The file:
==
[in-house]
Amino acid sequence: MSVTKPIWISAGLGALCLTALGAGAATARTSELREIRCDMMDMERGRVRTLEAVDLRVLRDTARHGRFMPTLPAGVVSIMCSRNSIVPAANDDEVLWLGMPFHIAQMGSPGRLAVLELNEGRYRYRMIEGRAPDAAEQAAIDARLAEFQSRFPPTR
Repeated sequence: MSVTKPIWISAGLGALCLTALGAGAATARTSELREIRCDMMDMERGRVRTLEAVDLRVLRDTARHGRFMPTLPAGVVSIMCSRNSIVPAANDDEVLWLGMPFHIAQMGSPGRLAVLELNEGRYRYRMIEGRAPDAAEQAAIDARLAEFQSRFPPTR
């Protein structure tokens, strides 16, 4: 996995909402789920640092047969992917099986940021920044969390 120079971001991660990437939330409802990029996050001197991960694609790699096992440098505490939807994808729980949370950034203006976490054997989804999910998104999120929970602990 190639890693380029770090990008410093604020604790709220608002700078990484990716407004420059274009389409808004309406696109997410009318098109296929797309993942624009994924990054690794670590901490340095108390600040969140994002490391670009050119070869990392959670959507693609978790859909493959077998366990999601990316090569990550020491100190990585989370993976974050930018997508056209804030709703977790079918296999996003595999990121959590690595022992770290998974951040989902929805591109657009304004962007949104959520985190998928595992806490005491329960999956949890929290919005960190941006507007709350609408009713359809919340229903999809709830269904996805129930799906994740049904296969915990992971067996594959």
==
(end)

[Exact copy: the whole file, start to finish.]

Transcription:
[in-house]
Amino acid sequence: MSVTKPIWISAGLGALCLTALGAGAATARTSELREIRCDMMDMERGRVRTLEAVDLRVLRDTARHGRFMPTLPAGVVSIMCSRNSIVPAANDDEVLWLGMPFHIAQMGSPGRLAVLELNEGRYRYRMIEGRAPDAAEQAAIDARLAEFQSRFPPTR
Repeated sequence: MSVTKPIWISAGLGALCLTALGAGAATARTSELREIRCDMMDMERGRVRTLEAVDLRVLRDTARHGRFMPTLPAGVVSIMCSRNSIVPAANDDEVLWLGMPFHIAQMGSPGRLAVLELNEGRYRYRMIEGRAPDAAEQAAIDARLAEFQSRFPPTR
């Protein structure tokens, strides 16, 4: 996995909402789920640092047969992917099986940021920044969390 120079971001991660990437939330409802990029996050001197991960694609790699096992440098505490939807994808729980949370950034203006976490054997989804999910998104999120929970602990 190639890693380029770090990008410093604020604790709220608002700078990484990716407004420059274009389409808004309406696109997410009318098109296929797309993942624009994924990054690794670590901490340095108390600040969140994002490391670009050119070869990392959670959507693609978790859909493959077998366990999601990316090569990550020491100190990585989370993976974050930018997508056209804030709703977790079918296999996003595999990121959590690595022992770290998974951040989902929805591109657009304004962007949104959520985190998928595992806490005491329960999956949890929290919005960190941006507007709350609408009713359809919340229903999809709830269904996805129930799906994740049904296969915990992971067996594959």